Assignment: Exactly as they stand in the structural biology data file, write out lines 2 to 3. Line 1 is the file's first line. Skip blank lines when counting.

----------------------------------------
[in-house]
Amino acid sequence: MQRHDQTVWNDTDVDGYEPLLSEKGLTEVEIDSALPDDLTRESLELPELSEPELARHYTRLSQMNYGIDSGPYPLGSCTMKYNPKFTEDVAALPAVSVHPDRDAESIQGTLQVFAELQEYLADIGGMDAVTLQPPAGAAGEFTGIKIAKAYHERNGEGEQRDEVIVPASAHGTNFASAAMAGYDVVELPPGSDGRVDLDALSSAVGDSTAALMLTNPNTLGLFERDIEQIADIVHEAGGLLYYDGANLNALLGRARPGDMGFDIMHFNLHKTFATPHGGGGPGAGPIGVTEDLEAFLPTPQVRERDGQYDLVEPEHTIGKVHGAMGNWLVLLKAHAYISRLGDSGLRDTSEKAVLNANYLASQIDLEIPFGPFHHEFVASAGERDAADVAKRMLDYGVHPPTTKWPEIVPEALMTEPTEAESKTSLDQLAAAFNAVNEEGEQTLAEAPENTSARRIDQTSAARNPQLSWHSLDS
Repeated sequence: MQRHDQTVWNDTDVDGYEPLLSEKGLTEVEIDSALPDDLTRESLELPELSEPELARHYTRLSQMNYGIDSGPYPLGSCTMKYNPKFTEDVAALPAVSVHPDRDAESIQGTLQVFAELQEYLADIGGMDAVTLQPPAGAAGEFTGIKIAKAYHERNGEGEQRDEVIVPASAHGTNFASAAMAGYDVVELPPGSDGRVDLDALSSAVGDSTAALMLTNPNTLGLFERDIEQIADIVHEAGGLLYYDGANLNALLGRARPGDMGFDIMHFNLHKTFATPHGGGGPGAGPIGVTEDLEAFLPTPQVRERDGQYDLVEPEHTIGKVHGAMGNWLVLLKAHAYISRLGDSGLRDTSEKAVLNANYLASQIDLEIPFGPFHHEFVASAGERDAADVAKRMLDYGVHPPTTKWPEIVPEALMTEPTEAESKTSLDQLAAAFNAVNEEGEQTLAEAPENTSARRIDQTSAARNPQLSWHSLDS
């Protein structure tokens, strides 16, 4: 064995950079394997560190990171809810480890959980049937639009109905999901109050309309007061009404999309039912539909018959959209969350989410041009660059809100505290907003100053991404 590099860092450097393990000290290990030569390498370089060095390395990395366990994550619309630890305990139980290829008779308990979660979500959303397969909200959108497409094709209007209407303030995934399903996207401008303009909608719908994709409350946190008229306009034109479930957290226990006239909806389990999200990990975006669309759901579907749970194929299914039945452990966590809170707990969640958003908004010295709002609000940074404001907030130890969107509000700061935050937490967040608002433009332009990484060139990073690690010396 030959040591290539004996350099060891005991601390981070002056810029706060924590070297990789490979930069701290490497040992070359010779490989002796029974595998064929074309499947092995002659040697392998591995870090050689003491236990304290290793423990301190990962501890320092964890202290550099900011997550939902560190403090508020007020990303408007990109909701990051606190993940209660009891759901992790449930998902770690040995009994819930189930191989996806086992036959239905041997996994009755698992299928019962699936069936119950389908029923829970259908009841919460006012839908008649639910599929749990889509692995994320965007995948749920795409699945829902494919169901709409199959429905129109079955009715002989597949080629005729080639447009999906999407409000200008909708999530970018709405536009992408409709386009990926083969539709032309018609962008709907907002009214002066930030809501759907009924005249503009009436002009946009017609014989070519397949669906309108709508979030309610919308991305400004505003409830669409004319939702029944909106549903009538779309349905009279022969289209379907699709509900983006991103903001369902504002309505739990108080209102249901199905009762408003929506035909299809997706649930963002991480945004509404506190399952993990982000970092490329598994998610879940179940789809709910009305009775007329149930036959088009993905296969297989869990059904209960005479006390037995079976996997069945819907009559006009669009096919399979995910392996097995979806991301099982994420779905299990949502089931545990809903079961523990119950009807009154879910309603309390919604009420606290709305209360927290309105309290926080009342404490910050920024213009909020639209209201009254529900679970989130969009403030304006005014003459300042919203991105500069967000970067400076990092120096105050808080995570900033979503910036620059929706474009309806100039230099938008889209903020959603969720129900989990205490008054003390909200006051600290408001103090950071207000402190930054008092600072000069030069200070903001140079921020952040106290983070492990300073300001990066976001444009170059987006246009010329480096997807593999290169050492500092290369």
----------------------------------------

Amino acid sequence: MQRHDQTVWNDTDVDGYEPLLSEKGLTEVEIDSALPDDLTRESLELPELSEPELARHYTRLSQMNYGIDSGPYPLGSCTMKYNPKFTEDVAALPAVSVHPDRDAESIQGTLQVFAELQEYLADIGGMDAVTLQPPAGAAGEFTGIKIAKAYHERNGEGEQRDEVIVPASAHGTNFASAAMAGYDVVELPPGSDGRVDLDALSSAVGDSTAALMLTNPNTLGLFERDIEQIADIVHEAGGLLYYDGANLNALLGRARPGDMGFDIMHFNLHKTFATPHGGGGPGAGPIGVTEDLEAFLPTPQVRERDGQYDLVEPEHTIGKVHGAMGNWLVLLKAHAYISRLGDSGLRDTSEKAVLNANYLASQIDLEIPFGPFHHEFVASAGERDAADVAKRMLDYGVHPPTTKWPEIVPEALMTEPTEAESKTSLDQLAAAFNAVNEEGEQTLAEAPENTSARRIDQTSAARNPQLSWHSLDS
Repeated sequence: MQRHDQTVWNDTDVDGYEPLLSEKGLTEVEIDSALPDDLTRESLELPELSEPELARHYTRLSQMNYGIDSGPYPLGSCTMKYNPKFTEDVAALPAVSVHPDRDAESIQGTLQVFAELQEYLADIGGMDAVTLQPPAGAAGEFTGIKIAKAYHERNGEGEQRDEVIVPASAHGTNFASAAMAGYDVVELPPGSDGRVDLDALSSAVGDSTAALMLTNPNTLGLFERDIEQIADIVHEAGGLLYYDGANLNALLGRARPGDMGFDIMHFNLHKTFATPHGGGGPGAGPIGVTEDLEAFLPTPQVRERDGQYDLVEPEHTIGKVHGAMGNWLVLLKAHAYISRLGDSGLRDTSEKAVLNANYLASQIDLEIPFGPFHHEFVASAGERDAADVAKRMLDYGVHPPTTKWPEIVPEALMTEPTEAESKTSLDQLAAAFNAVNEEGEQTLAEAPENTSARRIDQTSAARNPQLSWHSLDS